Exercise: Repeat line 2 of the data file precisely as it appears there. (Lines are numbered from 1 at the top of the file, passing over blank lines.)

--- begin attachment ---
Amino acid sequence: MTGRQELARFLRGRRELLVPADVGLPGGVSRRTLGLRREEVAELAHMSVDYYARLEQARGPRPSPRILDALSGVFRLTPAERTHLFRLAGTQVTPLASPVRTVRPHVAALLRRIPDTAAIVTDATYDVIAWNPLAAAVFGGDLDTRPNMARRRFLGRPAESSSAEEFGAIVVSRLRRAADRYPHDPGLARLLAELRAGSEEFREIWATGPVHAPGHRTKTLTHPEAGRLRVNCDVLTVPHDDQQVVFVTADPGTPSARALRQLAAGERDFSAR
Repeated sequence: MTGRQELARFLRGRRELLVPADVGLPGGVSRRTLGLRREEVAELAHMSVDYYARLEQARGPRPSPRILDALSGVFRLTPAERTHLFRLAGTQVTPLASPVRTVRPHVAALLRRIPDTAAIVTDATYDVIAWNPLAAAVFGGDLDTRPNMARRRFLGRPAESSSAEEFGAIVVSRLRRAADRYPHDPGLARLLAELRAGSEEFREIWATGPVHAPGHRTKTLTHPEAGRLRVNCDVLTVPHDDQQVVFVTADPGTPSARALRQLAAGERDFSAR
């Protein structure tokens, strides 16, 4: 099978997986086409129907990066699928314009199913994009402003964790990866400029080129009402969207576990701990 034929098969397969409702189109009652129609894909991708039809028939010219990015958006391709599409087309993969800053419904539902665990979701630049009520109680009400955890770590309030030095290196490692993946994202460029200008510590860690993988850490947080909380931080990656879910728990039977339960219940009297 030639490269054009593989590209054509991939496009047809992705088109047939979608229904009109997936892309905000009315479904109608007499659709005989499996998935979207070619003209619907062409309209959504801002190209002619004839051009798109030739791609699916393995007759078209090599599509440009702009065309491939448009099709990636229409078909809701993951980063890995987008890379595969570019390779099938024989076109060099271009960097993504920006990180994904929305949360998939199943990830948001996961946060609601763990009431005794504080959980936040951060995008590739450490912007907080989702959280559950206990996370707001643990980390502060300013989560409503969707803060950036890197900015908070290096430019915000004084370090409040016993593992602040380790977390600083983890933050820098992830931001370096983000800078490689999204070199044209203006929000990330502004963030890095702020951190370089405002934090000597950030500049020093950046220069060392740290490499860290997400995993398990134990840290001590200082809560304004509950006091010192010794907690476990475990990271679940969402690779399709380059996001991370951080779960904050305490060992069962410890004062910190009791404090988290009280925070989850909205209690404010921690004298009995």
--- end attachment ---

Repeated sequence: MTGRQELARFLRGRRELLVPADVGLPGGVSRRTLGLRREEVAELAHMSVDYYARLEQARGPRPSPRILDALSGVFRLTPAERTHLFRLAGTQVTPLASPVRTVRPHVAALLRRIPDTAAIVTDATYDVIAWNPLAAAVFGGDLDTRPNMARRRFLGRPAESSSAEEFGAIVVSRLRRAADRYPHDPGLARLLAELRAGSEEFREIWATGPVHAPGHRTKTLTHPEAGRLRVNCDVLTVPHDDQQVVFVTADPGTPSARALRQLAAGERDFSAR